Capital Strings

By 
Rob Hayes
May 14, 2010
The Berklee World Strings, in the the John F. Kennedy Center of the Performing Arts' Terrace Theater
Julgi Kang and Rika Ikeda tear into de Sarasate's "Ziegeunerweisen."
From left, the BWS's Christopher Dalton, Alex Galle-From, Eden Raiz, and Malcolm Parson
Jacob Jolliff brings his mandolin's eight strings to bear on Eugene Friesen's composition, "Maracaibo."
From left: Maureen Choi, Navid Hejazi, Maria Kowalski, Trent Freeman, Pamela Cumming, Christopher Dalton, Duncan Wickel, and Alex Galle-From play on the traditional Appalachian tune, "Cluck Old Hen."
Jakub Trasak streams on, over, and through Gershwin's "I Got Rhythm," the piece he played at his Berklee scholarship audition, several years back, in Paris.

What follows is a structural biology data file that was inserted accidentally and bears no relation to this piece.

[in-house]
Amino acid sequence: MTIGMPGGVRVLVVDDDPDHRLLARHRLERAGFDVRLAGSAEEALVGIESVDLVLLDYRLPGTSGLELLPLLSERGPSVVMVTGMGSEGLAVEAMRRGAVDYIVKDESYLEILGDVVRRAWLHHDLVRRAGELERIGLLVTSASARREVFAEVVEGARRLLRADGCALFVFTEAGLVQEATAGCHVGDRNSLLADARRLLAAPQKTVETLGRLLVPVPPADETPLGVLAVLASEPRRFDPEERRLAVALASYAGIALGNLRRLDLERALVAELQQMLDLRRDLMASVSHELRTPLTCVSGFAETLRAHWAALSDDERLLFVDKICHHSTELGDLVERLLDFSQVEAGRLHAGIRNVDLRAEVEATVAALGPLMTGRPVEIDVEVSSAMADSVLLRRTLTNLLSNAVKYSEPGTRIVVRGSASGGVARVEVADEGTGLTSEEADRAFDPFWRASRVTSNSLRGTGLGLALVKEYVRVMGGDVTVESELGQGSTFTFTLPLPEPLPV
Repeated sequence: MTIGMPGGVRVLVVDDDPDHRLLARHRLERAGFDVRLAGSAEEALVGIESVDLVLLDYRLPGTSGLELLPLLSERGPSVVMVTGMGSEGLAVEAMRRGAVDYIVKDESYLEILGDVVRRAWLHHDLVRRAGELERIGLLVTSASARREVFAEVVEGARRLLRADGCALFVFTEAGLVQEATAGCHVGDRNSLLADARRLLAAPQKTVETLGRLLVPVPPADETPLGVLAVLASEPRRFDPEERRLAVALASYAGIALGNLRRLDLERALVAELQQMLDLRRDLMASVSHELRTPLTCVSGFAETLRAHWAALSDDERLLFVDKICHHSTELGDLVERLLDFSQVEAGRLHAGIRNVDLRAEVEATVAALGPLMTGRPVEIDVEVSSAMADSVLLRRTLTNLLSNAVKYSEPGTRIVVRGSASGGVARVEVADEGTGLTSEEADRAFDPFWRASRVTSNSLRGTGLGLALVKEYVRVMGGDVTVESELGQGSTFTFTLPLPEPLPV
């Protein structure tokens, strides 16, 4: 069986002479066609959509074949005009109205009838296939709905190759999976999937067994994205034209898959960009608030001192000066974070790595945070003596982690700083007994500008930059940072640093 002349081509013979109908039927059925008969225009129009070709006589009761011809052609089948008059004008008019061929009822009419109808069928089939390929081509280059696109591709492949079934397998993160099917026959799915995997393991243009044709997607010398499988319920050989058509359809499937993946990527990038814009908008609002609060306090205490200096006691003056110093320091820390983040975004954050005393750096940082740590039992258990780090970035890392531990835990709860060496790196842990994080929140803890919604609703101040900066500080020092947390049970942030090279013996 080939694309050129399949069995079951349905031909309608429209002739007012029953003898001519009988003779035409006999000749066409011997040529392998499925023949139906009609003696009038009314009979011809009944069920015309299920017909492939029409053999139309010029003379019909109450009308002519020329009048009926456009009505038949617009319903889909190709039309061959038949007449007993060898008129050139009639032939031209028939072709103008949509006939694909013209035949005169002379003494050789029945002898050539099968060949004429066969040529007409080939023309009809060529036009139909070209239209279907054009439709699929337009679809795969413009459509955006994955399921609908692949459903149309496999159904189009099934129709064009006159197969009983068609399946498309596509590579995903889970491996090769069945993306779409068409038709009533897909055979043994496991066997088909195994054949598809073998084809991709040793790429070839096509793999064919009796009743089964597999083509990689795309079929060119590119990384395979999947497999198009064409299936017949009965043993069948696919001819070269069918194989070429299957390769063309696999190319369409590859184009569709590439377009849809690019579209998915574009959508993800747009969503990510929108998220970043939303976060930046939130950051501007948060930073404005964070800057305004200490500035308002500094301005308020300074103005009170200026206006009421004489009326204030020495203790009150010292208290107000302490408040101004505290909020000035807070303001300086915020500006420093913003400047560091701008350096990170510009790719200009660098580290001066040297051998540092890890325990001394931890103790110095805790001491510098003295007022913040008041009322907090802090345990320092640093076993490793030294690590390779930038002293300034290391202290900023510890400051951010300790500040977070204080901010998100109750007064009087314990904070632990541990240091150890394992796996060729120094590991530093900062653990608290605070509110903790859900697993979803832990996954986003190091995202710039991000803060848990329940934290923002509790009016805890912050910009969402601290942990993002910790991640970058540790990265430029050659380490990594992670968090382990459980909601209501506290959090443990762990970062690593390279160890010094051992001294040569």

Photo by Madeline Marshall
Photo by Madeline Marshall
Photo by Madeline Marshall
Photo by Madeline Marshall
Photo by Madeline Marshall
Photo by Madeline Marshall

Berklee's brand new, grooving, improvising string orchestra, the Berklee World Strings, made their Kennedy Center debut on the night of Wednesday, May 12. The show was part of the Conservatory Project, the Kennedy Center's effort to showcase the best of America's music colleges and conservatories. 

A wildy appreciative crowd in the Terrace Theater heard director Eugene Friesen lead the 17-member BWS through pieces by Shostakovich; "Night Rider," from Eddie Sauter's orchestral vehicle for Stan Getz, Focus; two Scottish reels; Gershwin's "I Got Rhythm"; and a traditional Applachian fiddle tune, "Cluck Old Hen"; among others.

The show was webcast worldwide, and can be seen and heard on demand—in excellent fidelity—on the Kennedy Center website.